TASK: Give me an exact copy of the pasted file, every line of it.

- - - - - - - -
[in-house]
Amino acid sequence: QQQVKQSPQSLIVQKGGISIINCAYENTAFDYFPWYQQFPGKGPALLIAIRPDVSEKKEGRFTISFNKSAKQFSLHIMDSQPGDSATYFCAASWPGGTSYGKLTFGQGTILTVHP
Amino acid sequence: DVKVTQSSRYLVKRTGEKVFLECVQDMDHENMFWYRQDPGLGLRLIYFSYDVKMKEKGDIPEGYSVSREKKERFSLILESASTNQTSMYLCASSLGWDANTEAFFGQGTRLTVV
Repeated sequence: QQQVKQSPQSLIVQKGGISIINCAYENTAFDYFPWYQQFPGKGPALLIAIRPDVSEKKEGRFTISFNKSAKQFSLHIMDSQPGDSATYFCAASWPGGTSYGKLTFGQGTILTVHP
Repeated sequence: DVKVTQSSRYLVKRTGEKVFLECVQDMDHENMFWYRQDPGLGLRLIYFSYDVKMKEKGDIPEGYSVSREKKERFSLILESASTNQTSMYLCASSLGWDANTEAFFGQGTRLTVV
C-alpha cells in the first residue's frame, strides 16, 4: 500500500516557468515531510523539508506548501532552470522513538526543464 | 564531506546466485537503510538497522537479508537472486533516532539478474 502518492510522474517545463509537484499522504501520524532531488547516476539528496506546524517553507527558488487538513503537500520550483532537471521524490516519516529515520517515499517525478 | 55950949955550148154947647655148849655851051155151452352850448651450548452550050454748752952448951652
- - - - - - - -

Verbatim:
[in-house]
Amino acid sequence: QQQVKQSPQSLIVQKGGISIINCAYENTAFDYFPWYQQFPGKGPALLIAIRPDVSEKKEGRFTISFNKSAKQFSLHIMDSQPGDSATYFCAASWPGGTSYGKLTFGQGTILTVHP
Amino acid sequence: DVKVTQSSRYLVKRTGEKVFLECVQDMDHENMFWYRQDPGLGLRLIYFSYDVKMKEKGDIPEGYSVSREKKERFSLILESASTNQTSMYLCASSLGWDANTEAFFGQGTRLTVV
Repeated sequence: QQQVKQSPQSLIVQKGGISIINCAYENTAFDYFPWYQQFPGKGPALLIAIRPDVSEKKEGRFTISFNKSAKQFSLHIMDSQPGDSATYFCAASWPGGTSYGKLTFGQGTILTVHP
Repeated sequence: DVKVTQSSRYLVKRTGEKVFLECVQDMDHENMFWYRQDPGLGLRLIYFSYDVKMKEKGDIPEGYSVSREKKERFSLILESASTNQTSMYLCASSLGWDANTEAFFGQGTRLTVV
C-alpha cells in the first residue's frame, strides 16, 4: 500500500516557468515531510523539508506548501532552470522513538526543464 | 564531506546466485537503510538497522537479508537472486533516532539478474 502518492510522474517545463509537484499522504501520524532531488547516476539528496506546524517553507527558488487538513503537500520550483532537471521524490516519516529515520517515499517525478 | 55950949955550148154947647655148849655851051155151452352850448651450548452550050454748752952448951652